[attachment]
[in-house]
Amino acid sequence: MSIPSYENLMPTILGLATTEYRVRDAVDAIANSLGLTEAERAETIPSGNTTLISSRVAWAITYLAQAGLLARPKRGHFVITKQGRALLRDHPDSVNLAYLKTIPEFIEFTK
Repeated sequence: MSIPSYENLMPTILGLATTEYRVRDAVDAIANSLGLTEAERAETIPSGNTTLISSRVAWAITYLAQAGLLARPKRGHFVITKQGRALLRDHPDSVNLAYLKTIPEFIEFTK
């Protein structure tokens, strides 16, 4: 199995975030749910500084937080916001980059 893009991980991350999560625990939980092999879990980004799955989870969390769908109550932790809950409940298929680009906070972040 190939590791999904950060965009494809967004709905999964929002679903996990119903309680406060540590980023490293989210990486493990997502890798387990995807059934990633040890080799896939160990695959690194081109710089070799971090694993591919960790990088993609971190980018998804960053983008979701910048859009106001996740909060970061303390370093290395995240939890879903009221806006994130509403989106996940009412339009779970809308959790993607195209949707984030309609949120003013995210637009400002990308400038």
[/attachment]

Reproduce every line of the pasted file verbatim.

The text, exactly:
[in-house]
Amino acid sequence: MSIPSYENLMPTILGLATTEYRVRDAVDAIANSLGLTEAERAETIPSGNTTLISSRVAWAITYLAQAGLLARPKRGHFVITKQGRALLRDHPDSVNLAYLKTIPEFIEFTK
Repeated sequence: MSIPSYENLMPTILGLATTEYRVRDAVDAIANSLGLTEAERAETIPSGNTTLISSRVAWAITYLAQAGLLARPKRGHFVITKQGRALLRDHPDSVNLAYLKTIPEFIEFTK
């Protein structure tokens, strides 16, 4: 199995975030749910500084937080916001980059 893009991980991350999560625990939980092999879990980004799955989870969390769908109550932790809950409940298929680009906070972040 190939590791999904950060965009494809967004709905999964929002679903996990119903309680406060540590980023490293989210990486493990997502890798387990995807059934990633040890080799896939160990695959690194081109710089070799971090694993591919960790990088993609971190980018998804960053983008979701910048859009106001996740909060970061303390370093290395995240939890879903009221806006994130509403989106996940009412339009779970809308959790993607195209949707984030309609949120003013995210637009400002990308400038």